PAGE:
“In the early days [of Red and White Gallery], a lot of these artists were people that I or Joan had met through our careers in Houston. I started my publishing business, Herring Press, inside my graphic design studio and that’s how I met some of the Red and White Gallery artists, including Jesús Moroles, because I designed and published their books,” Jerry explained. “Then through those people, we met other artists. For instance, we met Laura Wilson through Mary Quiros, and we met Will Anzalone when we moved out here because he lives in Round Top.”
Red and White Gallery also features a variety of local artists based in Fayetteville, including the ceramicist Pat Johnson, watercolorist Mary Quiros, and photography by gallery-owners Joan and Jerry Herring — one series, titled Red Wall Portraits, documents visitors outside of the gallery against the red wall of the building. Red and White Gallery is a trove of some of the state’s most prolific artists, but the Herrings aren’t just inspired by art — they’re also take cues from the local community. The right-wing of the gallery was previously the Dawn Theater, which operated from the early 1900s to the 1960s. The Herrings regularly use the space as an extension of the gallery and also to host film screenings, artist talks, and other presentations, but now they’re embarking on a new theater project.
“Just looking at the population of Fayetteville and Round Top doesn’t tell you about all of the people who have places out in the country nearby. It’s a favorite spot of Houstonians, Austinites, and people from San Antonio. So, the population is much bigger and much more enthusiastic about art than one would think of a typical rural area,” Jerry told me. “This is why we’re spearheading this new theater project. The project is across the square in a big white building with a barricade. We’re fundraising to turn that [building] into a community center and a 150-seat performance center. It’s going to be a really interesting project, and we’re doing it because the whole area is excited about the arts, and quite frankly, it’s a lovely community.”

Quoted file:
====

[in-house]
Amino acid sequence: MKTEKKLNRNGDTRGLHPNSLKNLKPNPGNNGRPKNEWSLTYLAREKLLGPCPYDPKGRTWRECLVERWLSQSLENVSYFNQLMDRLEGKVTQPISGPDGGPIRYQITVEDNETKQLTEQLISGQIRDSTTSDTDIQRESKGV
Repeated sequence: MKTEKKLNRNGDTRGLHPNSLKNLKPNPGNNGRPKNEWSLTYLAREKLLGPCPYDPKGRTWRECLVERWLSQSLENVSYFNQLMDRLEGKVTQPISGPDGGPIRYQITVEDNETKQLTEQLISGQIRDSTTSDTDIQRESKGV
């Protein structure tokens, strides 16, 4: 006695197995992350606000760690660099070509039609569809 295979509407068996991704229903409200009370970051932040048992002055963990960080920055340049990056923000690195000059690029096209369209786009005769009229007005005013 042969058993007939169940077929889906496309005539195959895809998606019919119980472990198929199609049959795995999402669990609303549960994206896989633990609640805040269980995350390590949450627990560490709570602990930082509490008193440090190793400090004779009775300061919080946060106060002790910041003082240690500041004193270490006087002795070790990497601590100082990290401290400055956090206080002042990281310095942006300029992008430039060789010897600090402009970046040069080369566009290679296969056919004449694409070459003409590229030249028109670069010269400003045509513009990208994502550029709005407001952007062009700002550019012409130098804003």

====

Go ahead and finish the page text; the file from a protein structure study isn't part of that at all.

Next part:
The Herrings’ Red Wall Portraits has become a fundraising initiative for the theater project. The series has amassed over 500 photos, a selection of which hang in the building’s foyer. According to Joan, their first exhibition of Red Wall Portraits hung three rows high and wrapped around the entirety of the main gallery space and the Dawn Theater room. Prints of all Red Wall Portraits to date are available with a minimum donation of $50 to benefit the future Fayetteville Community Center & Performance Theater.
Don’t underestimate the tenacity of a small-town gallery. As big cities in Texas become increasingly less affordable and accessible for creatives, many are flocking to smaller towns on their periphery. Veer off the interstate’s beaten path and you might just stumble upon the best little art gallery in Texas.
The 10 Year Exhibition is on display at Red and White Gallery through March 7, 2023.